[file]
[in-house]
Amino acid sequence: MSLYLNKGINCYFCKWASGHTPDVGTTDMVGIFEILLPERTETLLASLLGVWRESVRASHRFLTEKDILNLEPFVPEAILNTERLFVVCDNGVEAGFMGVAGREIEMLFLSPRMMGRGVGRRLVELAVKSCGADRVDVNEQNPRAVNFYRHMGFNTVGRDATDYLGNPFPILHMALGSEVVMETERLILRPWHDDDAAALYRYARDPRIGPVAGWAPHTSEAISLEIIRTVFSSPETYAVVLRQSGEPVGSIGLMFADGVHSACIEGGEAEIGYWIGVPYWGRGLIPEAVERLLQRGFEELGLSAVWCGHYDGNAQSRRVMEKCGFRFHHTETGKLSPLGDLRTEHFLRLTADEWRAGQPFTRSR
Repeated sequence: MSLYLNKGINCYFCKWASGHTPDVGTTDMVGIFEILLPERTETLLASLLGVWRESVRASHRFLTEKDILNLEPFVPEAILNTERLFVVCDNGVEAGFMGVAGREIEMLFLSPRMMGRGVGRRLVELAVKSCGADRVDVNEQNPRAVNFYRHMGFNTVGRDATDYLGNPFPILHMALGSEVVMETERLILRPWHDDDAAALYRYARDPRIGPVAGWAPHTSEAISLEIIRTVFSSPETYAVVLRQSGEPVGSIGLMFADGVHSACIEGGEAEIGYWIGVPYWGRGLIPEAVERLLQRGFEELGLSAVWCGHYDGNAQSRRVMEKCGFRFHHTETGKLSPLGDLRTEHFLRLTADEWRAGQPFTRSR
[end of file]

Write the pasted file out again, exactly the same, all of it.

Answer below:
[in-house]
Amino acid sequence: MSLYLNKGINCYFCKWASGHTPDVGTTDMVGIFEILLPERTETLLASLLGVWRESVRASHRFLTEKDILNLEPFVPEAILNTERLFVVCDNGVEAGFMGVAGREIEMLFLSPRMMGRGVGRRLVELAVKSCGADRVDVNEQNPRAVNFYRHMGFNTVGRDATDYLGNPFPILHMALGSEVVMETERLILRPWHDDDAAALYRYARDPRIGPVAGWAPHTSEAISLEIIRTVFSSPETYAVVLRQSGEPVGSIGLMFADGVHSACIEGGEAEIGYWIGVPYWGRGLIPEAVERLLQRGFEELGLSAVWCGHYDGNAQSRRVMEKCGFRFHHTETGKLSPLGDLRTEHFLRLTADEWRAGQPFTRSR
Repeated sequence: MSLYLNKGINCYFCKWASGHTPDVGTTDMVGIFEILLPERTETLLASLLGVWRESVRASHRFLTEKDILNLEPFVPEAILNTERLFVVCDNGVEAGFMGVAGREIEMLFLSPRMMGRGVGRRLVELAVKSCGADRVDVNEQNPRAVNFYRHMGFNTVGRDATDYLGNPFPILHMALGSEVVMETERLILRPWHDDDAAALYRYARDPRIGPVAGWAPHTSEAISLEIIRTVFSSPETYAVVLRQSGEPVGSIGLMFADGVHSACIEGGEAEIGYWIGVPYWGRGLIPEAVERLLQRGFEELGLSAVWCGHYDGNAQSRRVMEKCGFRFHHTETGKLSPLGDLRTEHFLRLTADEWRAGQPFTRSR